Document Link: Kenya Law & Justice Sector Note

Written sometime in 2022:

Author: Timothy Bryant, Advocate. Kenya has just finished its 2022 elections. The promise of change leads us to write the following.

Any past attempts in the economic sector to elevate Kenya into middle income nation status have floundered on the dire state of the country’s corruption sector. In fact, corruption is such a drain on its economic life presently that no sane investor will under the current scenario set up multi million dollar projects in Kenya unless the GOK is a partner therein. That is anathema to many investors weaned on the Chicago school & Friedman Milton’s economic theories, and thus Kenya has unwittingly achieved pariah status due to its inability to conquer the corruption dragon.

The international anti-corruption organization maintains that unless the President of the Republic is actively behind the drive, failure is guaranteed. Much ink has been spelt on thirty years of active failure in making a difference in corruption statistics in Kenya. We have a more radical solution, whose sine qua non is the participation of the Presidency.

The main institutions in Kenya that received the constitutional mandate to protect citizens life and property are the (i) Judiciary, (ii) the Police and (iii) Directorate of Public Prosecution (“DPP”). Without wanting to place lipstick on a pig, let us bluntly state that all three have and are continuing and shall continue to violate that constitutional trust in unimaginable ways. Bribed judges, bribed police and bribed prosecutors. What a disaster. Anyone denying this either is not engaged in service delivery in these sectors, lives with fairies or is a politician.

Our starting point is a task force of prosecutors and investigators [with different skill sets] be established having appropriate delegated powers. However, its chain of command should be the Director of the DPP and a liaison officer seconded to the Office of the President (“OP”) from the National Intelligence Service (“NIS”).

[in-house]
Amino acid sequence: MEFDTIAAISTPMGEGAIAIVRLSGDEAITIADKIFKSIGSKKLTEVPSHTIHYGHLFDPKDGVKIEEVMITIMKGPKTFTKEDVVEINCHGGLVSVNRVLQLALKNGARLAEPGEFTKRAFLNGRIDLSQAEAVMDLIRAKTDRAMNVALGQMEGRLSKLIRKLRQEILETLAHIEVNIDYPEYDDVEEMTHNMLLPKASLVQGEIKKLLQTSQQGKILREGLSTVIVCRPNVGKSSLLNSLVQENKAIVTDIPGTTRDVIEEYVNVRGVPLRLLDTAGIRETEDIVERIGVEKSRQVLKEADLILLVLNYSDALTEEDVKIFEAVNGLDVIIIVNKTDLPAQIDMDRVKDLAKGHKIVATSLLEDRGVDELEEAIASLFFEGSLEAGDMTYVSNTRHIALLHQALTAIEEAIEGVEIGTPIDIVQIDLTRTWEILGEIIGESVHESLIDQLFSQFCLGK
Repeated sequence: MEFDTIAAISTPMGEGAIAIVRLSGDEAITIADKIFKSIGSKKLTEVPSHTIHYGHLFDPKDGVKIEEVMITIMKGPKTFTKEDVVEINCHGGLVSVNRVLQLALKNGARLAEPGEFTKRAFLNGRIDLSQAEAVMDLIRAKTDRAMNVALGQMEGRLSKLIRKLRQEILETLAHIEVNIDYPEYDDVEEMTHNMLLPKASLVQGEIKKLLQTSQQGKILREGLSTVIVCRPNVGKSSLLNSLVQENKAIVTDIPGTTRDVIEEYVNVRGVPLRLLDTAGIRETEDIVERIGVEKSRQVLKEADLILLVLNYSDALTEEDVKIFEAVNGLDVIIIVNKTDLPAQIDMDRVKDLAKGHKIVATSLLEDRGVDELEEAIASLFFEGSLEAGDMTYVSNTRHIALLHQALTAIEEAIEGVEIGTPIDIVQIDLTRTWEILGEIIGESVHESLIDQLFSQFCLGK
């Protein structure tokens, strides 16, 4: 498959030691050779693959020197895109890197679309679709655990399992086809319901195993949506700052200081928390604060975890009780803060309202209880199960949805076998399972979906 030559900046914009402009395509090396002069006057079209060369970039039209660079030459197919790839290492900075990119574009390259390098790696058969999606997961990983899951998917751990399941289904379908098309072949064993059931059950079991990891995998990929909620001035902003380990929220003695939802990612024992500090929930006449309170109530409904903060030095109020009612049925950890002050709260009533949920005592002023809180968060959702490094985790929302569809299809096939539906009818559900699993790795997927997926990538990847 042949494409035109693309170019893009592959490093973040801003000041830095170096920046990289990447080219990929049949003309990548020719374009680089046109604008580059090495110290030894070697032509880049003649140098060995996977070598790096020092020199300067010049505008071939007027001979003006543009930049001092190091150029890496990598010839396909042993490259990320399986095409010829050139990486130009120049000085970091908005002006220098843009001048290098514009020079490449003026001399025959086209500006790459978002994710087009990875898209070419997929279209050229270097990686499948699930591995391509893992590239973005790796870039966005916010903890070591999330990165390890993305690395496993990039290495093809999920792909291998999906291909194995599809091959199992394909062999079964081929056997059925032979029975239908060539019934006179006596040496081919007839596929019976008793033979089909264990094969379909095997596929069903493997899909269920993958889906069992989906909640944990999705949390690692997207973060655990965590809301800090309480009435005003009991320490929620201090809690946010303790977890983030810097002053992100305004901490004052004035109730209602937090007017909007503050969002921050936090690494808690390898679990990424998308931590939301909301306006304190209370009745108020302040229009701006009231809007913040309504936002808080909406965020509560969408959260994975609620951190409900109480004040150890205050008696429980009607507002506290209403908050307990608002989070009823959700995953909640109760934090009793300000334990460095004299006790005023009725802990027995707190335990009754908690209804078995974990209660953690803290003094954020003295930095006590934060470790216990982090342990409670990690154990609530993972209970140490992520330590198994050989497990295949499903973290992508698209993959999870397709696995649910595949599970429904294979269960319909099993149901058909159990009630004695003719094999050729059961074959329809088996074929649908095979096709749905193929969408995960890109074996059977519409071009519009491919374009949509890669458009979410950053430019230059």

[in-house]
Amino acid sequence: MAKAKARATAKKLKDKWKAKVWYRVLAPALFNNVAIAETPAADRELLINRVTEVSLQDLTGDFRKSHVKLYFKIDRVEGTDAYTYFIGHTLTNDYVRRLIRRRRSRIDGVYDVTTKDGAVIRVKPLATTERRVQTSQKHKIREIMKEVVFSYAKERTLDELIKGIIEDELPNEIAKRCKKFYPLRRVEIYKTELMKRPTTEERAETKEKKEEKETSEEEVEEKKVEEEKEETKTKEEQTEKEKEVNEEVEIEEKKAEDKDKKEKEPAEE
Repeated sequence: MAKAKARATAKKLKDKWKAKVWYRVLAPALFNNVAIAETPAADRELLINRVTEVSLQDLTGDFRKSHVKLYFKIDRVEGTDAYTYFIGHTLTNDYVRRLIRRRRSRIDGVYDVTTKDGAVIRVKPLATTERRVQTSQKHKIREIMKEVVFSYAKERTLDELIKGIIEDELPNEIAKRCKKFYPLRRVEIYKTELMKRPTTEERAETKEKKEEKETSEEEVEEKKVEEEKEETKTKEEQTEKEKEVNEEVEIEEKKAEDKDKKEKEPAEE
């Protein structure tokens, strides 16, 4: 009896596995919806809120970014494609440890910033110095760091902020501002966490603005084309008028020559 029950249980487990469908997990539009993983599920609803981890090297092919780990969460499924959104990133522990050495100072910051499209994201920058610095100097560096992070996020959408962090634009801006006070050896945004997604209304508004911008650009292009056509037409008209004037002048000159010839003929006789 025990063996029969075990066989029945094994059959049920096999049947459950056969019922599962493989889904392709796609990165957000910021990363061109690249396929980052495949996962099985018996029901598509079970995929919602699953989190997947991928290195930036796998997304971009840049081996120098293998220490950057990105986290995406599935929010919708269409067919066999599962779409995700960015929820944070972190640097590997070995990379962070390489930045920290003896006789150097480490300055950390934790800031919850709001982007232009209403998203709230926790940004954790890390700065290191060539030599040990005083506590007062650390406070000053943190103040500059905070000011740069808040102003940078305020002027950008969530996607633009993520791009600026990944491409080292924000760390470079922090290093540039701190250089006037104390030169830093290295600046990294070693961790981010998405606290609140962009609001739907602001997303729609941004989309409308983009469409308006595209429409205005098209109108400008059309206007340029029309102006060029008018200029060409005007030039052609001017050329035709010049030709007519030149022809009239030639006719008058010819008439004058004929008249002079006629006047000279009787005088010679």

Prerequisites are that there must a triad of State officers having oversight of the task force, with a minimum of monthly meetings. The President, the Director/DPP and the designate liaison officer OP/NIS (the “Triad”). The designate liaison officer must be based in OP due to sensitivity of the envisaged operations.

The work location of the task force must be secret. Its members must sign forms under the NIS Act swearing them to secrecy as to their job functions. All the members must be vetted by NIS with the NIS officials vetting also being sworn to secrecy and having to face immediate dismissal from the service should their vetting turn out to be the usual “kenyan” stuff.

The term of the task force should be for two years. Firearms, where judged appropriate, should be issued to the members. Its targets should be to plainly spelt out. These should be enforced by the Triad. We recommend the minima to be the  jailing of 20 judicial officers, 20 prosecutors, and 40 senior police officers for crimes of corruption. If after two years, these targets have not been met, the task force should be disbanded.

It should be obvious why the targeting of the three institutions. These are supposed to be the State’s teeth in the broader fight against corruption. But, if the teeth of a Simba are rotten, then surely, we all know that eventually the Simba will starve.

We also believe that once the news of the actual jailing of 80 State officers reaches the general public and the donor/investor community, the actual economic rewards that Kenya will reap will be greater than any amount of IMF begging, SAP programmes and other tools of the World elite to keep Kenya in poverty.

We further don’t need to emphasize because it should be obvious that the twinned issues of “rotting teeth” and “economic depression” are issues within the purview of a properly adjusted NIS. If NIS does not share that view, then we would recommend a radical house cleaning to begin there without delay.

All tools for the gathering of forensic evidence should be availed to the Task Force. In addition, the Director of the Task Force should have the rank of a Deputy Inspector General of the Police Service. The designate OP/NIS should be ex-military, at least at the level of the brigadier general.

These are the general outlines of what the Task Force should entail. We are always available for further consultation on a fee paying basis, should it be felt to be in the interest of the GOK.